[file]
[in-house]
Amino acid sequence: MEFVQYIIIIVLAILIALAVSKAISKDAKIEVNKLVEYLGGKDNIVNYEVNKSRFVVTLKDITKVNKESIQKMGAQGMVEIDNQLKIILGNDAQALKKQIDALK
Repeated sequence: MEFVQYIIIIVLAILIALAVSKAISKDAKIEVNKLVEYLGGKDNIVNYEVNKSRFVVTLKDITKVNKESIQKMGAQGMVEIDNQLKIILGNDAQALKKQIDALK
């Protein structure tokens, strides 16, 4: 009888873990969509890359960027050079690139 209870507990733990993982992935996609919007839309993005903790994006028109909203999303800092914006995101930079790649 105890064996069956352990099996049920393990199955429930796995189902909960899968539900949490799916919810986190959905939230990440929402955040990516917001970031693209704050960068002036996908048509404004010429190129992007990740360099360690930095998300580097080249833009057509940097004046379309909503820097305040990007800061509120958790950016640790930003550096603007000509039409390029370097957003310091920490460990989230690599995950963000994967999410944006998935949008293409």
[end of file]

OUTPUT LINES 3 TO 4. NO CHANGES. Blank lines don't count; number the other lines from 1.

Repeated sequence: MEFVQYIIIIVLAILIALAVSKAISKDAKIEVNKLVEYLGGKDNIVNYEVNKSRFVVTLKDITKVNKESIQKMGAQGMVEIDNQLKIILGNDAQALKKQIDALK
């Protein structure tokens, strides 16, 4: 009888873990969509890359960027050079690139 209870507990733990993982992935996609919007839309993005903790994006028109909203999303800092914006995101930079790649 105890064996069956352990099996049920393990199955429930796995189902909960899968539900949490799916919810986190959905939230990440929402955040990516917001970031693209704050960068002036996908048509404004010429190129992007990740360099360690930095998300580097080249833009057509940097004046379309909503820097305040990007800061509120958790950016640790930003550096603007000509039409390029370097957003310091920490460990989230690599995950963000994967999410944006998935949008293409």